Marital status has been recognized as a significant health-influencing factor, including cardiovascular disease (CVD) risk. The aim of the present paper was to evaluate whether eating habits mediate the relationship between marital status and levels of CVD risk factors among apparently healthy men and women from the ATTICA Study. During 2001-2002, we randomly enrolled 1514 men (18-87 years old) and 1528 women (18-89 years old) from the Attica area, Greece; the sampling was stratified by the age-gender distribution of the region. Participants underwent clinical, anthropometric and psychological assessment. Food consumption was assessed through a semi-quantitative food frequency questionnaire. Participants were classified as never married, married, divorced and widowed. Discriminant analysis revealed that vegetable consumption, followed by red meat, potatoes, poultry, and soft drinks were the factors with the higher discriminating ability among the food groups studied. In particular, dietary patterns of never married participants were characterized by the consumption of potatoes and red meat, those of married participants by nuts, legumes and fish, those of divorced participants by fruits, cereals and soft drinks, whereas those of widowed participants by dairy, vegetables, sweets and poultry. In addition, never married and divorced participants reported eating fast-foods more frequently and drink less alcohol compared to married or widowed participants. After controlling for potential confounders (i.e., age, gender, physical activity, anxiety score and smoking habits), the reported marital status of the participants was associated only with body mass index and total serum cholesterol levels. When the analysis was repeated after taking into account the information on dietary habits by creating four "new" dietary-adjusted marital status groups, no significant association was revealed between marital status and body mass index and blood cholesterol levels. This finding implies that, in our population, eating patterns may explain the observed differences between marital status and selected CVD risk factors.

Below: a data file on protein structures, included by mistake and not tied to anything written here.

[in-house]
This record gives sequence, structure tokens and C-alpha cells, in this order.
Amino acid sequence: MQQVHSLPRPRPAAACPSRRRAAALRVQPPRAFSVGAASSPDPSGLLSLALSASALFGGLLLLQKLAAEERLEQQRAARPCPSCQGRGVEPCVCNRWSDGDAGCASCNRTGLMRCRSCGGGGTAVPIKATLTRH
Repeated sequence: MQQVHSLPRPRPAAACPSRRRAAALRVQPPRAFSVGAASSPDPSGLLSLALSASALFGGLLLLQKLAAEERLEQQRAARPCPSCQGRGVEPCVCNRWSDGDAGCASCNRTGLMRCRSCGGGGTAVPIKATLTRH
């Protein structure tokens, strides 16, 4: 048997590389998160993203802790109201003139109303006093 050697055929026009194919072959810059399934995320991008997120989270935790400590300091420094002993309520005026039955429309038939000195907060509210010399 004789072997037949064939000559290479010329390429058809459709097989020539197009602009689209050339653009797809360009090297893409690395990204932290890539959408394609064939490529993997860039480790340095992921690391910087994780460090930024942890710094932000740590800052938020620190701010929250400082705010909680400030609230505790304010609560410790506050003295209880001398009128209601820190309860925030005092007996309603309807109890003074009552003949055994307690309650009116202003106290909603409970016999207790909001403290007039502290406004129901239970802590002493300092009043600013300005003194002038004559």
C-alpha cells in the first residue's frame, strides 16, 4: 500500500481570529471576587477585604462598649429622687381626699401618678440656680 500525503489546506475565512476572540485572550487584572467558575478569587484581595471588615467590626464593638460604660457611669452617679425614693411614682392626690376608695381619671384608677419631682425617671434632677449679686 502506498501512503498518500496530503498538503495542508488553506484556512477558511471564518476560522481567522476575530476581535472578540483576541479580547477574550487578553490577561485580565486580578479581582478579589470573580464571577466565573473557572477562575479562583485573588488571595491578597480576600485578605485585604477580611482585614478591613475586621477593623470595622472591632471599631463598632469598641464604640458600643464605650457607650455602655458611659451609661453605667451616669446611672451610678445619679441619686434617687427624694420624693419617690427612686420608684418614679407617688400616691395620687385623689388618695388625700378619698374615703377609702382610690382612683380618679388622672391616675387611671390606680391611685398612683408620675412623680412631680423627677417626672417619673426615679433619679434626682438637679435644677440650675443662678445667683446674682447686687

"What explains this difference in BMI? Few previous studies have examined potentially weight-related cognitions or health behaviors as explanations for the link between BMI and marital status (e.g., Yannakoulia et al., 2008). To help fill this gap, we investigated the frequency of different eating-and exercise-related cognitions and behaviors. "
"Conversely, few studies have shown a significant influence of these two factors on dietary quality. These studies have reported healthier dietary habits among married people  and those living in extended families as result of a supportive environment . These disparities can be explained by the fact that participants in our study were mostly single or married and lived in nuclear families. "
[Show abstract][Hide abstract] ABSTRACT: A healthy diet is of particular concern throughout the life of women to avoid many chronic illnesses especially during their 30s to 50s. There are published data on dietary quality and its determinants among women, but there is a lack of similar data regarding women in Mauritius. This study aimed to investigate the association between age and dietary quality in relation to sociodemographic factors, physical activity level (PAL) and nutritional knowledge (NK). A survey-based study was conducted in 2012 among Indo-Mauritian women including 117 young (21.35 ± 1.98), 160 reaching middle age (34.02 ± 5.09) and 50 middle-aged (37.85 ± 8.32). Validated questionnaires were used to elicit information on the determinants. A food frequency table consisting of 18 food items was used to assess dietary quality. Univariate and multivariate analyses were used to determine the association between various factors and dietary quality. The mean dietary score of middle-aged women (18.70 ± 2.67) was closer to recommended dietary guidelines compared to young women (17.22 ± 3.40), and women reaching middle age (17.55 ± 3.29). Educational level, PAL, NK, and age were main determinants of dietary quality among Indo-Mauritian women (P < 0.05). Younger women with low educational level, PAL, and NK are at risk of poor dietary quality.
Journal of nutrition and metabolism 05/2013; 2013(2):572132. DOI:10.1155/2013/572132
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